I keep an old ďWally WorldĒ camouflage tarp in the Jeep 10X10 so I strung a line using paracord between two trees and threw the tarp over the line. I keep an additional 100 feet of paracord in my pack cut into 20-foot lengths (That I never cut). Using these lengths and some large rocks as anchors I was able to string up a protective shelter tying off one side of the tarp to trees making a porch lean-to type of configuration, bugs and all. The wind was blowing in from the Northwest the tarp was set accordingly tight and right. The HH was empty and swinging about so I placed my ALICE in it to weigh it down.

1730 hours I was about set up almost. Soaking wet from rain and sweating on top of that, I had broken one of the cardinal rules and allowed myself to get wet. If I didnít change out of the wet clothes, well come about 0-Dark-30 the temps will drop and Iíll be cold and miserable. Anyway for now I was protected from the rain and so were the bugs that were under the tarp with me. So I broke out the deet and sprayed it liberally about, didnít seem to deter the spiders or woods roaches crawling about.

I really felt like I was in a tropical rain forest instead of the Foothill Mountains of western North Carolina. In years past this area was usually in drought condition or close to it. But with all the real heavy rain weíve had since the first of the year, the area has taken on a rich lush tropical rain forest look and feel. A bit intimating to be embraced by this claustrophobic surreal setting in which one canít see 30 feet in front of ones face without facing a green obstacle of sorts blocking the vision. The creek can no longer be seen even though I can hear it just past the dense fauna.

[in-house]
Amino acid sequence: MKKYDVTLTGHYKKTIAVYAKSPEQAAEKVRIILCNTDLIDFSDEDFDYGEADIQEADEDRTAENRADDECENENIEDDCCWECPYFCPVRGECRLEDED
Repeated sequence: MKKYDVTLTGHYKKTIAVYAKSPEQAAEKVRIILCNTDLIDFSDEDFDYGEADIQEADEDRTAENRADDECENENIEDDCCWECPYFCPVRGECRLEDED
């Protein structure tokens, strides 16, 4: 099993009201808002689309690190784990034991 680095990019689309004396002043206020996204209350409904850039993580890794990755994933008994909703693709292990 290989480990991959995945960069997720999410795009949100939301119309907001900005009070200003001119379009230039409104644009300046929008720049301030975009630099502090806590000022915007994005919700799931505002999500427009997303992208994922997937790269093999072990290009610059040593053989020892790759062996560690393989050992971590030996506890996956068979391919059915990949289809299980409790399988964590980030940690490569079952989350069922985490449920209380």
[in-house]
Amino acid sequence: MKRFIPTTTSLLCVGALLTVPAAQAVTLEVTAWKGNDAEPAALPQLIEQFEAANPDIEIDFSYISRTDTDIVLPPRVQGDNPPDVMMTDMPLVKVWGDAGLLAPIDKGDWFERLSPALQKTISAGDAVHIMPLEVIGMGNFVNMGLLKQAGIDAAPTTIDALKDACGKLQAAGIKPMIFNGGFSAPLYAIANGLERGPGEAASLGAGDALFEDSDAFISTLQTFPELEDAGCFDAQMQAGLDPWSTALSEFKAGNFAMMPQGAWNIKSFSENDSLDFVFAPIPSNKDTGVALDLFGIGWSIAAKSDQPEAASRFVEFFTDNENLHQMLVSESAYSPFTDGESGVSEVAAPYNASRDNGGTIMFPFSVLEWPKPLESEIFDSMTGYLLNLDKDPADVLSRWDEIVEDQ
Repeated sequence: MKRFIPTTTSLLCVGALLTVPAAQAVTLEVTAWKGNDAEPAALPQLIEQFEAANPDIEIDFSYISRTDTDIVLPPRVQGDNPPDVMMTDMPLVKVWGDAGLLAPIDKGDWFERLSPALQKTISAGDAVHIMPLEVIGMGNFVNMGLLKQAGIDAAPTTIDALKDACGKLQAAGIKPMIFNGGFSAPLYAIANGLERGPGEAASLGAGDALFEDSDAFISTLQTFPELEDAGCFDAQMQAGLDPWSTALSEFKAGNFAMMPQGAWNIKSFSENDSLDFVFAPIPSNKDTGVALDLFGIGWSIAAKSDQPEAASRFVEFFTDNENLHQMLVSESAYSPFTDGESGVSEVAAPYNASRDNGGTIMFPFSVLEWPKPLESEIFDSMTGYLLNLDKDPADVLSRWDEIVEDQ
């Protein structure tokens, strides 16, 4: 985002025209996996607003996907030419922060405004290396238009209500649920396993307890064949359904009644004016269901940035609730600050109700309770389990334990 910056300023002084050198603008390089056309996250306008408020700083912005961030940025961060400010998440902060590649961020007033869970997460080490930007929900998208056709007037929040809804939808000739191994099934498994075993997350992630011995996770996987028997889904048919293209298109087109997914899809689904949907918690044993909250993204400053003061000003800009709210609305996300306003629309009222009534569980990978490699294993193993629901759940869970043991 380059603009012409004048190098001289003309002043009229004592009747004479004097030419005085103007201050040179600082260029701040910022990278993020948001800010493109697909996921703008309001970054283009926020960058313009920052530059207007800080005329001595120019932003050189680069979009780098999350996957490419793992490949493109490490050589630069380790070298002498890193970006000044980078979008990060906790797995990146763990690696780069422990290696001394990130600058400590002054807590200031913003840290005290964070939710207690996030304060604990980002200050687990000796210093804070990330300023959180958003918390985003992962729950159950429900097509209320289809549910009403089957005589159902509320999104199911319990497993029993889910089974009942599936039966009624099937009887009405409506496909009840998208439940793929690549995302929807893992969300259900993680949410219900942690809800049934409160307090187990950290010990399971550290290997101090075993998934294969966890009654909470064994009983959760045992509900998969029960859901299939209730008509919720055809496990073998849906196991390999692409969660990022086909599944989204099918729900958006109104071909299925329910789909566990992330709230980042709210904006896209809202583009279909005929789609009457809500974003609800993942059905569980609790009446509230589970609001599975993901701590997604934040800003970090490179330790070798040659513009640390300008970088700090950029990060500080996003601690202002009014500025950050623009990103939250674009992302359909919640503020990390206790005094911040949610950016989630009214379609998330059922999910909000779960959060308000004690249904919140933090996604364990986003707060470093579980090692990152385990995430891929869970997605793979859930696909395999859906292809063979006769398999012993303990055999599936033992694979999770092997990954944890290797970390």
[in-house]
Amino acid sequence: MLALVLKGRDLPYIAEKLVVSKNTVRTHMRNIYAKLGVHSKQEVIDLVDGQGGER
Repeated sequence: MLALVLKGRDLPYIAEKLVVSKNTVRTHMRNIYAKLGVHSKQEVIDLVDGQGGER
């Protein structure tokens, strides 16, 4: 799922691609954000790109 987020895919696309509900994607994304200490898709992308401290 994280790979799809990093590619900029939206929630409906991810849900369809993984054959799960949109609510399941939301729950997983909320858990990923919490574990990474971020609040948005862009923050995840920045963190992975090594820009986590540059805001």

I was glad to have the Jeep Wrangler so close because I have luxury items stored in the back just for occasions like these. For example there were two campstools one I could use as a chair the other a table and there were extra canisters of butane for the MSR Pocket-Rocket. With which a simmering spaghetti sauce would be the basis for the evening meal. I hung my camping candle lantern over the cooking stool, the bugs didnít like that candle it must have burned there nasty little asses when they tried to land on it so for the most part they kept away.

I got this recipe from a gentleman who owns Mini Bull Design his name is Tinny and he is an eccentric fellow that builds strong alcohol stoves from believe it or not beer cans and heís a real joy to watch on You-tube. You take a heaping tablespoon of tomato powder and a heaping tablespoon of McCormickís spaghetti sauce mix and add one cup of water. Which makes a good base sauce to which I double the recipe making two cups then adding re-hydrated gravel (Dried Hamburger) dried tomatoes, raw sugar, salt and pepper garlic, olive oil and a little shelf staple parmesan cheese which is added in last. But first I cook the elbow macaroni Ĺ cup in this case. I can brew the tomato gravy slowly so that the spices marry nicely; after all I have the extra luxury of spare fuel tanks.